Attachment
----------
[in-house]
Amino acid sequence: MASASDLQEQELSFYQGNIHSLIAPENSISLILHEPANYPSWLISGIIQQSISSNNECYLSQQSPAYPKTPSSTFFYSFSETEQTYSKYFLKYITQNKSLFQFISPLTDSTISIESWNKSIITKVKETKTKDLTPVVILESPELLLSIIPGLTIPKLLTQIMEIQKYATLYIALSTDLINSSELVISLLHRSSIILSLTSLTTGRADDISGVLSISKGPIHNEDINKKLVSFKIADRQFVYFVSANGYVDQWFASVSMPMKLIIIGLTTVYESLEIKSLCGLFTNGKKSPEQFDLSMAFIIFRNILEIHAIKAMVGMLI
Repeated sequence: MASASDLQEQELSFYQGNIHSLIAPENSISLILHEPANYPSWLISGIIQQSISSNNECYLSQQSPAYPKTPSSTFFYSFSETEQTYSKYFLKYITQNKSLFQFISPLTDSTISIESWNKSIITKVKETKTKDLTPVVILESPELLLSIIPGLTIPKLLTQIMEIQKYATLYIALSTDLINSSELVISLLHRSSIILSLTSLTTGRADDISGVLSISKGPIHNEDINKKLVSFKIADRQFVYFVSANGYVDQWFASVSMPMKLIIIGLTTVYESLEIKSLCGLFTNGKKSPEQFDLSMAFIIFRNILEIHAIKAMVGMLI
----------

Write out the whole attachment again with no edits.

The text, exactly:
[in-house]
Amino acid sequence: MASASDLQEQELSFYQGNIHSLIAPENSISLILHEPANYPSWLISGIIQQSISSNNECYLSQQSPAYPKTPSSTFFYSFSETEQTYSKYFLKYITQNKSLFQFISPLTDSTISIESWNKSIITKVKETKTKDLTPVVILESPELLLSIIPGLTIPKLLTQIMEIQKYATLYIALSTDLINSSELVISLLHRSSIILSLTSLTTGRADDISGVLSISKGPIHNEDINKKLVSFKIADRQFVYFVSANGYVDQWFASVSMPMKLIIIGLTTVYESLEIKSLCGLFTNGKKSPEQFDLSMAFIIFRNILEIHAIKAMVGMLI
Repeated sequence: MASASDLQEQELSFYQGNIHSLIAPENSISLILHEPANYPSWLISGIIQQSISSNNECYLSQQSPAYPKTPSSTFFYSFSETEQTYSKYFLKYITQNKSLFQFISPLTDSTISIESWNKSIITKVKETKTKDLTPVVILESPELLLSIIPGLTIPKLLTQIMEIQKYATLYIALSTDLINSSELVISLLHRSSIILSLTSLTTGRADDISGVLSISKGPIHNEDINKKLVSFKIADRQFVYFVSANGYVDQWFASVSMPMKLIIIGLTTVYESLEIKSLCGLFTNGKKSPEQFDLSMAFIIFRNILEIHAIKAMVGMLI